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NEW YORK (AP) â¿¿ Burl Osborne, former chairman of the board of The Associated Press and long-time executive at Belo Corp., has died.
Osborne, who was 75, died Wednesday at a Dallas hospital after a sudden illness, his wife Betty said. Osborne, who lived in Dallas, was a member of the AP board for 14 years, the last five as chairman, from 2002 to 2007. He worked for 25 years at Belo, serving as editor and publisher of the Dallas Morning News, president of Belo's publishing division, and as a member of its board. He retired as publisher emeritus of the Morning News in 2007.
Before joining Belo, Osborne worked for the AP for two decades, starting as a correspondent in Bluefield, W.Va., and rising eventually to managing editor, a post he held from 1977 to 1980.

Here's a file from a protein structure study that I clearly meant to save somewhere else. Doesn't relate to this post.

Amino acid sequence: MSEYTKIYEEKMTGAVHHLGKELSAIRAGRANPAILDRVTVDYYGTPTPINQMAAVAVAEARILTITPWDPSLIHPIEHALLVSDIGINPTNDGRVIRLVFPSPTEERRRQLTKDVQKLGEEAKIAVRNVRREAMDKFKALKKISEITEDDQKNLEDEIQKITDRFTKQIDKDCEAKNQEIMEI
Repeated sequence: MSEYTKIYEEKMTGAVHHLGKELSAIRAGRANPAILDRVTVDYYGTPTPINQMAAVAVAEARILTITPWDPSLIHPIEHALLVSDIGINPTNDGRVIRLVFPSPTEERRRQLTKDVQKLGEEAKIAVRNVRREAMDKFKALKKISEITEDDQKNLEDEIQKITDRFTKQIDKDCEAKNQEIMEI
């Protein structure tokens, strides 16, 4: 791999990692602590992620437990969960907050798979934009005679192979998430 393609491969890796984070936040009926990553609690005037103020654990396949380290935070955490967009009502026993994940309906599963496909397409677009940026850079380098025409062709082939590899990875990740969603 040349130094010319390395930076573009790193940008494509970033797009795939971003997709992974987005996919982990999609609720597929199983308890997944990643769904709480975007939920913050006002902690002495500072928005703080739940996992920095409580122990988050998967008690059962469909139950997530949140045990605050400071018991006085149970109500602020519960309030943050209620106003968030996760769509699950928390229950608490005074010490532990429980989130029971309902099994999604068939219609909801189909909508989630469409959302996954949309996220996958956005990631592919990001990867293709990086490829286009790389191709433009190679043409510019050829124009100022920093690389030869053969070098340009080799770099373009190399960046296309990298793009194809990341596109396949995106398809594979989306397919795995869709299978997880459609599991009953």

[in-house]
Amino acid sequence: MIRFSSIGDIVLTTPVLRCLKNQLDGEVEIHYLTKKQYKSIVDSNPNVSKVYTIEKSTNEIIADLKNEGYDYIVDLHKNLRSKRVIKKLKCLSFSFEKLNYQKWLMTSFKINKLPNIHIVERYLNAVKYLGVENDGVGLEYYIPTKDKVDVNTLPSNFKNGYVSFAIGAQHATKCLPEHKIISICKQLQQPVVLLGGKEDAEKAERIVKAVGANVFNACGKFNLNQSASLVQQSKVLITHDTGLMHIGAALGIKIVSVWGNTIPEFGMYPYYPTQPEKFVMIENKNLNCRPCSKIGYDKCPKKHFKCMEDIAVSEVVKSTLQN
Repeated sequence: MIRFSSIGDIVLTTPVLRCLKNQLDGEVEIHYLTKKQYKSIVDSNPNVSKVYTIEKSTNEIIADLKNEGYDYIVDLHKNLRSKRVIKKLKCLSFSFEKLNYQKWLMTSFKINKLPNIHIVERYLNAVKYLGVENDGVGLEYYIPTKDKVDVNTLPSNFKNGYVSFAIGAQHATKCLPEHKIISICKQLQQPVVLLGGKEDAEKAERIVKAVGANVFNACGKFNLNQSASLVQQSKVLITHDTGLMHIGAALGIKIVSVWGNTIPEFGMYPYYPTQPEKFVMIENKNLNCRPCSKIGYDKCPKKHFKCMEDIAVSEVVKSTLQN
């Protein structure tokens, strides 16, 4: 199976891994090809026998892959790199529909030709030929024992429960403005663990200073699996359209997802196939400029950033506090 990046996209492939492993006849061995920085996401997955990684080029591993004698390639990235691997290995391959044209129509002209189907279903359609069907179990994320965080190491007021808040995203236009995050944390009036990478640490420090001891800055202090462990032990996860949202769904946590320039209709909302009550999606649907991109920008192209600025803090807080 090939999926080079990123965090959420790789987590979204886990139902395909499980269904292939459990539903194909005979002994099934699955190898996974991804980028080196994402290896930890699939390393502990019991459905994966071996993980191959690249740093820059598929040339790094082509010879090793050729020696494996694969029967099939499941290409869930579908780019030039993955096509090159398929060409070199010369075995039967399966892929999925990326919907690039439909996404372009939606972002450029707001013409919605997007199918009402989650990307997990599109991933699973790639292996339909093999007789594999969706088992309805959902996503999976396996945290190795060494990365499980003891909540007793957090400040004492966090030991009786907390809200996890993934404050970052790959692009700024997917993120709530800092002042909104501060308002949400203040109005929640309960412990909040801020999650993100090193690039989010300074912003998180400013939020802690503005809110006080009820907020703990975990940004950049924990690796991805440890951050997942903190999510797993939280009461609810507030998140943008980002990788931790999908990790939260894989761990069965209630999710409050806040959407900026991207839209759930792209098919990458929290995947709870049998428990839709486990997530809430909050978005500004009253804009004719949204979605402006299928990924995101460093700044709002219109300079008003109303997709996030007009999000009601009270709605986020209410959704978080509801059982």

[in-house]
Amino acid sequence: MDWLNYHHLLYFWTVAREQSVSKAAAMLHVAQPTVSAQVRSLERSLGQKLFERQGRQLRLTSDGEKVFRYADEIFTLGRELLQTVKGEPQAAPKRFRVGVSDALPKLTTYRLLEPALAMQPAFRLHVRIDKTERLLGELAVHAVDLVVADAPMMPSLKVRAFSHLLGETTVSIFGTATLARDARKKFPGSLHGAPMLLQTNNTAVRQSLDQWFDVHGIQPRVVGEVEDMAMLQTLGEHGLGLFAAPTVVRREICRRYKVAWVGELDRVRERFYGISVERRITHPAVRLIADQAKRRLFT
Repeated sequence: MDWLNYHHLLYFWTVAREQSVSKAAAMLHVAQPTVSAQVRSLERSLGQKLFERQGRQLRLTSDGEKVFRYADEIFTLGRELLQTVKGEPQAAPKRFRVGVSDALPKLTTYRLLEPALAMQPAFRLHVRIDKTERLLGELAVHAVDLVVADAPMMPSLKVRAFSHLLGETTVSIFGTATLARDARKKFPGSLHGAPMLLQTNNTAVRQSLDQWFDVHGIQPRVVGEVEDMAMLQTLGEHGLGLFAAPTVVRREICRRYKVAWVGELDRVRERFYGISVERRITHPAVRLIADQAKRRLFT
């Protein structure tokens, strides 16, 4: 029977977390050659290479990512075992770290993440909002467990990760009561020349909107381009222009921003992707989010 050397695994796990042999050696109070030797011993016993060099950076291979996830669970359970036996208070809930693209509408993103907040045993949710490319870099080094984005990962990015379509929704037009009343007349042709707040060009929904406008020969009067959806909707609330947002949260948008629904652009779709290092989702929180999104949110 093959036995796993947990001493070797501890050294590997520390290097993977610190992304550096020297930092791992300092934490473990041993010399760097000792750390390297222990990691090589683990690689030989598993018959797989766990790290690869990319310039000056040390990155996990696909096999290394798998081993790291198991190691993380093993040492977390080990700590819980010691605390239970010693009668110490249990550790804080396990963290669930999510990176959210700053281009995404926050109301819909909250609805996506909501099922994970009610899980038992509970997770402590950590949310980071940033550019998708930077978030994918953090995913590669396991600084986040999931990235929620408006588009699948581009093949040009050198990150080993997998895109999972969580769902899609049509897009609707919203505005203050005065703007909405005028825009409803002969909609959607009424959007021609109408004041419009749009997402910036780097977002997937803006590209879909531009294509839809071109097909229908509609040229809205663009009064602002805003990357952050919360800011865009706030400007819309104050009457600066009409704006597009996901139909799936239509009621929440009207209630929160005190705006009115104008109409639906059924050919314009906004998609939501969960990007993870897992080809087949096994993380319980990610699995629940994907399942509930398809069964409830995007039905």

Osborne, a native of Jenkins, Ky., began his career while still a college student with a part-time reporting job at Kentucky's Ashland Independent, kindling a life-long enthusiasm for the news business.
"He lived it and breathed it and would've paid The Associated Press, and the other outfits where he worked, to do the job. That's how much he loved it," Osborne's son, Jonathan, said Thursday.
After joining AP in 1960, he worked as a reporter in West Virginia and Washington state, filing stories that included a first-person account of his dependence on an artificial kidney machine. Osborne later underwent a kidney transplant from his mother.
Osborne headed AP bureaus in Louisville, Ky., and Columbus, Ohio, and was assistant bureau chief in Washington, before moving to New York to take the job as managing editor. But, at heart, he remained a reporter, former colleague Terry Hunt recalled Thursday.
Soon after Osborne took over as bureau chief in Louisville, a mine explosion killed 38 men in Hyden, Ky. Osborne chartered a plane and flew to the scene, and spent several days reporting in vivid detail. After filing his main story the first night, Hunt says he relayed a request from editors in New York for a feature. "Give me a minute to look at my notebook," he says Osborne answered, before dictating a poignant story of the miners' families.